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Streaming Pub/Sub JSON to Cloud SQL PostgreSQL on GCP


In the ever-evolving landscape of cloud computing, optimizing data workflows is paramount for achieving efficiency and scalability. Even though Google Cloud Platform offers the powerful Dataflow service to process data at scale, sometimes the simplest solution is worth a shot.

In cases with a relatively high Pub/Sub volume (>10 messages per second), a pull subscription with a continuously running worker is more cost-efficient and quicker than a push subscription. Using a combination of Docker, Instance Templates and Instance Groups, it is pretty simple to set up an auto-scaling group of instances that will process Pub/Sub messages.

This guide will walk you through the process of configuring GCP infrastructure that efficiently pulls JSON messages from a Pub/Sub subscription, infers schema, and inserts them directly into a Cloud SQL PostgreSQL database using micro-batch processing.

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The issue at hand

In my current role at WishRoll, I was faced with the issue of processing a high amount of events and store them in the production database directly.

Imagine the scene: the server application produces analytics-style events such as "user logged-in", and "task X was completed" (among others). Eventually, for example, we want to run analytics queries on those events to count how many times a user logs in to better tailor their experience.

A. The trivial solution: synchronous insert

The trivial solution is to synchronously insert these events directly in the database. A simple implementation would mean that each event fired results in a single insert to the database. This comes with 2 main drawbacks:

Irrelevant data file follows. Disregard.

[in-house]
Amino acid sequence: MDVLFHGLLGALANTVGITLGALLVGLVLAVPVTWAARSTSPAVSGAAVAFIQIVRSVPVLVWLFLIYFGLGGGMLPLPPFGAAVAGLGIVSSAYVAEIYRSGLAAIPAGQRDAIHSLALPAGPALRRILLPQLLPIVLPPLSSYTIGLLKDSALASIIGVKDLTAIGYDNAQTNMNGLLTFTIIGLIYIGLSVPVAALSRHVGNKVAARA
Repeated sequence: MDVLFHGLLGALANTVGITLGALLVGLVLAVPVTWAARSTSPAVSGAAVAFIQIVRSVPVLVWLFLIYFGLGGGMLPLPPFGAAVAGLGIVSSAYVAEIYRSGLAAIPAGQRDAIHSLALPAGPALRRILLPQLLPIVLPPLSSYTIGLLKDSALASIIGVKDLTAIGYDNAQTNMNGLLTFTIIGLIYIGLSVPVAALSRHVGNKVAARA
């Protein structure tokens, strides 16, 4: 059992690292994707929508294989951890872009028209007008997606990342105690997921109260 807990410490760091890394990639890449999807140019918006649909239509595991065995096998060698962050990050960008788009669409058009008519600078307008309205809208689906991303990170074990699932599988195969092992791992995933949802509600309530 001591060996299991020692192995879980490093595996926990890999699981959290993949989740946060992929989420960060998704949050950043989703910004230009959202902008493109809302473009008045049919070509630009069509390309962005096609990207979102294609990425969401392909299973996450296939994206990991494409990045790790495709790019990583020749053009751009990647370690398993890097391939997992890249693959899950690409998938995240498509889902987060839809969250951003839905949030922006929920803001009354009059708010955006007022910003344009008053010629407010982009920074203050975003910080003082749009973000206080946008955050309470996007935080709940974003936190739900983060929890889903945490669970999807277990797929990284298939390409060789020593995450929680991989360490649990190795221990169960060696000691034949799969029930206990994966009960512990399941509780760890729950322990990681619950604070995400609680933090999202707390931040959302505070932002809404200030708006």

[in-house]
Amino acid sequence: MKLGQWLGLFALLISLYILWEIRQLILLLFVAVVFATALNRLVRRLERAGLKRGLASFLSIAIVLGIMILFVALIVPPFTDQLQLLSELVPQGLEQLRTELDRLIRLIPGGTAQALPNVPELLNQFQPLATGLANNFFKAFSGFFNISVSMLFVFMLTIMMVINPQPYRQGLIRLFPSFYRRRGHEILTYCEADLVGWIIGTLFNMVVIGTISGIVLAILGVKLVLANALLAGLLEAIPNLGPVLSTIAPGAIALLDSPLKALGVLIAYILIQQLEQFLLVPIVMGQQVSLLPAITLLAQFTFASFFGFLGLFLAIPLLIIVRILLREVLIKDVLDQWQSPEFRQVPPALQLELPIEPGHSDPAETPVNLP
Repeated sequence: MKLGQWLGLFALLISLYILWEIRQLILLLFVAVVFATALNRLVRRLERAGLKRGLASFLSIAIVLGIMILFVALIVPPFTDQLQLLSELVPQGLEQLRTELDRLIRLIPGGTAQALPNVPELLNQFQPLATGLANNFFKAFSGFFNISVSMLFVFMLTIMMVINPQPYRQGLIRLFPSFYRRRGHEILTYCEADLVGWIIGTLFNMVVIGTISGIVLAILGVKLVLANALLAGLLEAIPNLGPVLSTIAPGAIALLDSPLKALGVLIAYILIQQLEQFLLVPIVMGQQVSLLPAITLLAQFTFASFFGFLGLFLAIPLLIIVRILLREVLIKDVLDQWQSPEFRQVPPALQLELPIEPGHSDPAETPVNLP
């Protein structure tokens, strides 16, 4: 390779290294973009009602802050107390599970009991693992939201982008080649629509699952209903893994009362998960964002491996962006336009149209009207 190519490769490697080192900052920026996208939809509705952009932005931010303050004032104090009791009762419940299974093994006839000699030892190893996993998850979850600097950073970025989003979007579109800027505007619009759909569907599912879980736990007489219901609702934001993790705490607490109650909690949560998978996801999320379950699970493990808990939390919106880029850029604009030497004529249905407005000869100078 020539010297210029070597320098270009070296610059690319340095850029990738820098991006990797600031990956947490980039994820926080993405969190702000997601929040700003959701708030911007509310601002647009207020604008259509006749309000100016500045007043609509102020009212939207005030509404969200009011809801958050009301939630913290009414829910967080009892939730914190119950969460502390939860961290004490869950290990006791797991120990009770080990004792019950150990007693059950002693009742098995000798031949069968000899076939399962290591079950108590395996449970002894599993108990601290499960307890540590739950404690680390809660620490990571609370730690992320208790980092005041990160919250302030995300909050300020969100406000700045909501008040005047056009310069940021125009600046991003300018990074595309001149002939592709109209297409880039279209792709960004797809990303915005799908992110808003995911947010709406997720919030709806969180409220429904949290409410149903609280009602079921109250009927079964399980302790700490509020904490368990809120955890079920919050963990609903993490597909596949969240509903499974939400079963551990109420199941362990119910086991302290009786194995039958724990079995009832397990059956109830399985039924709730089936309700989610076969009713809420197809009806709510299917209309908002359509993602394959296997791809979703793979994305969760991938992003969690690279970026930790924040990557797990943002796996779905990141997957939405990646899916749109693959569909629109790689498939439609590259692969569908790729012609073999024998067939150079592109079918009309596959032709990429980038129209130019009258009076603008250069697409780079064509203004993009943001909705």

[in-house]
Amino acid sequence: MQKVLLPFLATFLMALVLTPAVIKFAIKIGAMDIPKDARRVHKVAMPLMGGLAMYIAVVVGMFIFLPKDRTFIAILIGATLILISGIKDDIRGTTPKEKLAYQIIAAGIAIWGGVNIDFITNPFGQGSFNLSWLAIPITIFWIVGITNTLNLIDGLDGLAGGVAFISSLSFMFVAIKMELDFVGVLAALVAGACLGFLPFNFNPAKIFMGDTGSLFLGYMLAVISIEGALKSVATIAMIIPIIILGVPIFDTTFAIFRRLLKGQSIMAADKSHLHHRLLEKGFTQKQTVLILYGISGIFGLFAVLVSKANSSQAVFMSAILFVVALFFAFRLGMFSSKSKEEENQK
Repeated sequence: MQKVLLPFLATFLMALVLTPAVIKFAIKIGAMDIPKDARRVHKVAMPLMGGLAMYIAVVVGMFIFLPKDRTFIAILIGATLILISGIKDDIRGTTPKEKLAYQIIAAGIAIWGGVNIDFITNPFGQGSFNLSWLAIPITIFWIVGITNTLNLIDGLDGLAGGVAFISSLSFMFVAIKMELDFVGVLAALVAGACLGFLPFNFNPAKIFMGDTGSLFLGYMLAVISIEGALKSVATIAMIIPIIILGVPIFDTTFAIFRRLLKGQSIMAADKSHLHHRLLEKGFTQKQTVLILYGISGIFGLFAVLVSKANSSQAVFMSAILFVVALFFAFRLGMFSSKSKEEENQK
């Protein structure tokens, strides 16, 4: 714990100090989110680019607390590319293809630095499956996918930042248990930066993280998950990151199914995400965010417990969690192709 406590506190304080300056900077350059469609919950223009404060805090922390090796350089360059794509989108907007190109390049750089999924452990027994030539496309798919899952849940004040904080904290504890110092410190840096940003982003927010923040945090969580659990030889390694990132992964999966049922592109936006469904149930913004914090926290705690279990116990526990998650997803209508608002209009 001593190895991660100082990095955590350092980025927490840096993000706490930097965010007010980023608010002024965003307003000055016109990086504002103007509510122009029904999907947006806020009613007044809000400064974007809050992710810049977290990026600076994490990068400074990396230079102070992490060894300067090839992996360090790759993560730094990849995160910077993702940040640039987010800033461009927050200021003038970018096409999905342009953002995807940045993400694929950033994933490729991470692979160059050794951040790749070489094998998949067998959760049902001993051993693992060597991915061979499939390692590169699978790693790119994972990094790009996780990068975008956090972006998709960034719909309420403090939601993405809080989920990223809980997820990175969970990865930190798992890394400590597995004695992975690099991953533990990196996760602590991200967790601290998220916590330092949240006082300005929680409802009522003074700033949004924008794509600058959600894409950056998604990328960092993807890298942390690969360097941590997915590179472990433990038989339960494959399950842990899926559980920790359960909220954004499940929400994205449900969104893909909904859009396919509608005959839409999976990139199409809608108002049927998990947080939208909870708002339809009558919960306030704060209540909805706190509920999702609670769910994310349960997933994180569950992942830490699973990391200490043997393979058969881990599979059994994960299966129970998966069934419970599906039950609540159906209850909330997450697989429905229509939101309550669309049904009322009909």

• Every API call that produces an event becomes slower. I.e. the /login endpoint needs to insert a record in the database
  • The database is now hit with a very high amount of insert queries

With our most basic need of 2 event types, we were looking at about 200 to 500 events per second. I concluded this solution would not be scalable. To make it so, 2 things would be necessary: (1) make the event firing mechanism asynchronous and (2) bulk events together before insertion.

B. The serverless asynchronous solution

A second solution is to use a Pub/Sub push subscription to trigger an HTTP endpoint when a message comes in. This would've been easy in my case because we already have a worker-style autoscaled App Engine service that could've hosted this. However, this only solves the 1st problem of the trivial solution; the events still come in one at a time to the HTTP service.

Although it's possible to implement some sort of bulking mechanism in a push endpoint, it's much easier to have a worker pull many messages at once instead.

C. The serverless, fully-managed Dataflow solution

This led me to implement a complete streaming pipeline using GCP's streaming service: Dataflow. Spoiler: this was way overkill and led to weird bugs with DLT (data load tool). If you're curious, I've open-sourced that code too.

This solved both issues of the trivial solution, but proved pretty expensive and hard to debug and monitor.

D. An autoscaled asynchronous pull worker

Disclaimer: I had never considered standalone machines from cloud providers (AWS EC2, GCP Compute Engine) to be a viable solution to my cloud problems. In my head, they seemed like outdated, manually provisioned services that could instead be replaced by managed services.

But here I was, with a need to have a continuously running worker. I decided to bite the bullet and try my luck with GCP Compute Engine. What I realized to my surprise, is that by using instance templates and instance groups, you can easily set up a cluster of workers that will autoscale.